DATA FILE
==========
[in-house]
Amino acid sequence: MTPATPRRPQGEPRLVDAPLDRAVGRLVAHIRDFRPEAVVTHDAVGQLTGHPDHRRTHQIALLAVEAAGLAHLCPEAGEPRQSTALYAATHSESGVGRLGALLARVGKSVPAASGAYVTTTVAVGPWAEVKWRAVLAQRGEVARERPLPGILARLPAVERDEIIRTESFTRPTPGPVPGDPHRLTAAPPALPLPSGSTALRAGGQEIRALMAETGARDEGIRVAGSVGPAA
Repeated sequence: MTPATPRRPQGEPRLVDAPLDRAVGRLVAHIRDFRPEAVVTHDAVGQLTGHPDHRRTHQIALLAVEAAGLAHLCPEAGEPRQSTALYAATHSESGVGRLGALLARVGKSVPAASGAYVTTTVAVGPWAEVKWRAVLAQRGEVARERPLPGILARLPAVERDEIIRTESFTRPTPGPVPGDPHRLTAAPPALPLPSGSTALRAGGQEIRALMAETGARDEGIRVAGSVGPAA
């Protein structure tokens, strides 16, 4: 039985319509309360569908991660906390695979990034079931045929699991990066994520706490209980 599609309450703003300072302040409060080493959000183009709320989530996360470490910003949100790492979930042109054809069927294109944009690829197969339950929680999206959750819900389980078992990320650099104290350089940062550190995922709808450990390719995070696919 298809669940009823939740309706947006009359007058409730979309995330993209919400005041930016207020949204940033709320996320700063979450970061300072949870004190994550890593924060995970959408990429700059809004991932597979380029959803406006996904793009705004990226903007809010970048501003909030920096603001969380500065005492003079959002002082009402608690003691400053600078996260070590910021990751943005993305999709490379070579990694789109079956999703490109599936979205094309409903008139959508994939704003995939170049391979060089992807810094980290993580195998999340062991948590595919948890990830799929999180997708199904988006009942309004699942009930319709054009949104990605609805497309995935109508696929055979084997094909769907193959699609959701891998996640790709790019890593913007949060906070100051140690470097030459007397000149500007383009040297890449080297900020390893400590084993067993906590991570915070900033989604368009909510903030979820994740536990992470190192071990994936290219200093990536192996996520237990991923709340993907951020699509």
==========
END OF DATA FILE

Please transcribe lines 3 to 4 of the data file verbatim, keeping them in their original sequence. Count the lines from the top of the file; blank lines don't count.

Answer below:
Repeated sequence: MTPATPRRPQGEPRLVDAPLDRAVGRLVAHIRDFRPEAVVTHDAVGQLTGHPDHRRTHQIALLAVEAAGLAHLCPEAGEPRQSTALYAATHSESGVGRLGALLARVGKSVPAASGAYVTTTVAVGPWAEVKWRAVLAQRGEVARERPLPGILARLPAVERDEIIRTESFTRPTPGPVPGDPHRLTAAPPALPLPSGSTALRAGGQEIRALMAETGARDEGIRVAGSVGPAA
């Protein structure tokens, strides 16, 4: 039985319509309360569908991660906390695979990034079931045929699991990066994520706490209980 599609309450703003300072302040409060080493959000183009709320989530996360470490910003949100790492979930042109054809069927294109944009690829197969339950929680999206959750819900389980078992990320650099104290350089940062550190995922709808450990390719995070696919 298809669940009823939740309706947006009359007058409730979309995330993209919400005041930016207020949204940033709320996320700063979450970061300072949870004190994550890593924060995970959408990429700059809004991932597979380029959803406006996904793009705004990226903007809010970048501003909030920096603001969380500065005492003079959002002082009402608690003691400053600078996260070590910021990751943005993305999709490379070579990694789109079956999703490109599936979205094309409903008139959508994939704003995939170049391979060089992807810094980290993580195998999340062991948590595919948890990830799929999180997708199904988006009942309004699942009930319709054009949104990605609805497309995935109508696929055979084997094909769907193959699609959701891998996640790709790019890593913007949060906070100051140690470097030459007397000149500007383009040297890449080297900020390893400590084993067993906590991570915070900033989604368009909510903030979820994740536990992470190192071990994936290219200093990536192996996520237990991923709340993907951020699509």